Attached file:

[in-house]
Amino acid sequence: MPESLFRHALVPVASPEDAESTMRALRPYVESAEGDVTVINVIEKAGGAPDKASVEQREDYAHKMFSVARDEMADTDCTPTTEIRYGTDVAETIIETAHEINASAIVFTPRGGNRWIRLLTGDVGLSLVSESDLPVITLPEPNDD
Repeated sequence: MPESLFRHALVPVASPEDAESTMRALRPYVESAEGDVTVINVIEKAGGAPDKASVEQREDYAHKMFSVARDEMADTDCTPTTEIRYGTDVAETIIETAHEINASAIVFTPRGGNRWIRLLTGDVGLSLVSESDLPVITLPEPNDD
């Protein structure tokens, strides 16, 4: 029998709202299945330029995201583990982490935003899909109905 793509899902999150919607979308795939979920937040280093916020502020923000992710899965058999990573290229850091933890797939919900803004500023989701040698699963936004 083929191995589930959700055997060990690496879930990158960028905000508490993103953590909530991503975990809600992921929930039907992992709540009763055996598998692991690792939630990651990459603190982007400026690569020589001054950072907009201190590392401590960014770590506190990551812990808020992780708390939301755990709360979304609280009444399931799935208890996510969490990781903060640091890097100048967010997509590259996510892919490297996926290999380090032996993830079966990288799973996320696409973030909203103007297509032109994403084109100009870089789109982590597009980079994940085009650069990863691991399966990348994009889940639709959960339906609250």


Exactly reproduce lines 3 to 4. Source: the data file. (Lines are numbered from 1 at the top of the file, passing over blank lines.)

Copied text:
Repeated sequence: MPESLFRHALVPVASPEDAESTMRALRPYVESAEGDVTVINVIEKAGGAPDKASVEQREDYAHKMFSVARDEMADTDCTPTTEIRYGTDVAETIIETAHEINASAIVFTPRGGNRWIRLLTGDVGLSLVSESDLPVITLPEPNDD
């Protein structure tokens, strides 16, 4: 029998709202299945330029995201583990982490935003899909109905 793509899902999150919607979308795939979920937040280093916020502020923000992710899965058999990573290229850091933890797939919900803004500023989701040698699963936004 083929191995589930959700055997060990690496879930990158960028905000508490993103953590909530991503975990809600992921929930039907992992709540009763055996598998692991690792939630990651990459603190982007400026690569020589001054950072907009201190590392401590960014770590506190990551812990808020992780708390939301755990709360979304609280009444399931799935208890996510969490990781903060640091890097100048967010997509590259996510892919490297996926290999380090032996993830079966990288799973996320696409973030909203103007297509032109994403084109100009870089789109982590597009980079994940085009650069990863691991399966990348994009889940639709959960339906609250």